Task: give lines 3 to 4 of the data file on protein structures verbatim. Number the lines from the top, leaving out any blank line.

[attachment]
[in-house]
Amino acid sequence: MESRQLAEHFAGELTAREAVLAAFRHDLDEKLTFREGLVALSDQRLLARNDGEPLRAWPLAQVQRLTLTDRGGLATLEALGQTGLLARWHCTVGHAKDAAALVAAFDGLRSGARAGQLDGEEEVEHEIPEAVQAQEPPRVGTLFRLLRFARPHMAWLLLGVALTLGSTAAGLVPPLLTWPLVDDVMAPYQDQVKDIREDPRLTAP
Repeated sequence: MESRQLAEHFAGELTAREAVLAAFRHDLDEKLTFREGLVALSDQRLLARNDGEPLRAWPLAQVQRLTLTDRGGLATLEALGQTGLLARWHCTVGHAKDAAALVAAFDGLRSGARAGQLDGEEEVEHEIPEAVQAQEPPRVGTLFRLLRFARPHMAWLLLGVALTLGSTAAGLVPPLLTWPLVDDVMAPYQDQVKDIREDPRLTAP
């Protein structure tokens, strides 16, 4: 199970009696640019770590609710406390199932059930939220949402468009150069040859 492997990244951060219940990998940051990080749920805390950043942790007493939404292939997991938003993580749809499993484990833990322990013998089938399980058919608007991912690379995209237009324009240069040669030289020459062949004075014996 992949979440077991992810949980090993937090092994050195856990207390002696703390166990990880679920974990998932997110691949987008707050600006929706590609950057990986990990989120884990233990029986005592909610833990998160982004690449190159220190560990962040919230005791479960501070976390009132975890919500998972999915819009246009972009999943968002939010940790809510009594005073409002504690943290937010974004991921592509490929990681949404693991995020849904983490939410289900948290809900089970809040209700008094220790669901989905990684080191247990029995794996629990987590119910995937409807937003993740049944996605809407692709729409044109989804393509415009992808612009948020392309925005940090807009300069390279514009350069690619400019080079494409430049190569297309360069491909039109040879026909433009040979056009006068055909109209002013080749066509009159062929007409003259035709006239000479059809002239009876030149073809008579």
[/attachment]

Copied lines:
Repeated sequence: MESRQLAEHFAGELTAREAVLAAFRHDLDEKLTFREGLVALSDQRLLARNDGEPLRAWPLAQVQRLTLTDRGGLATLEALGQTGLLARWHCTVGHAKDAAALVAAFDGLRSGARAGQLDGEEEVEHEIPEAVQAQEPPRVGTLFRLLRFARPHMAWLLLGVALTLGSTAAGLVPPLLTWPLVDDVMAPYQDQVKDIREDPRLTAP
């Protein structure tokens, strides 16, 4: 199970009696640019770590609710406390199932059930939220949402468009150069040859 492997990244951060219940990998940051990080749920805390950043942790007493939404292939997991938003993580749809499993484990833990322990013998089938399980058919608007991912690379995209237009324009240069040669030289020459062949004075014996 992949979440077991992810949980090993937090092994050195856990207390002696703390166990990880679920974990998932997110691949987008707050600006929706590609950057990986990990989120884990233990029986005592909610833990998160982004690449190159220190560990962040919230005791479960501070976390009132975890919500998972999915819009246009972009999943968002939010940790809510009594005073409002504690943290937010974004991921592509490929990681949404693991995020849904983490939410289900948290809900089970809040209700008094220790669901989905990684080191247990029995794996629990987590119910995937409807937003993740049944996605809407692709729409044109989804393509415009992808612009948020392309925005940090807009300069390279514009350069690619400019080079494409430049190569297309360069491909039109040879026909433009040979056009006068055909109209002013080749066509009159062929007409003259035709006239000479059809002239009876030149073809008579």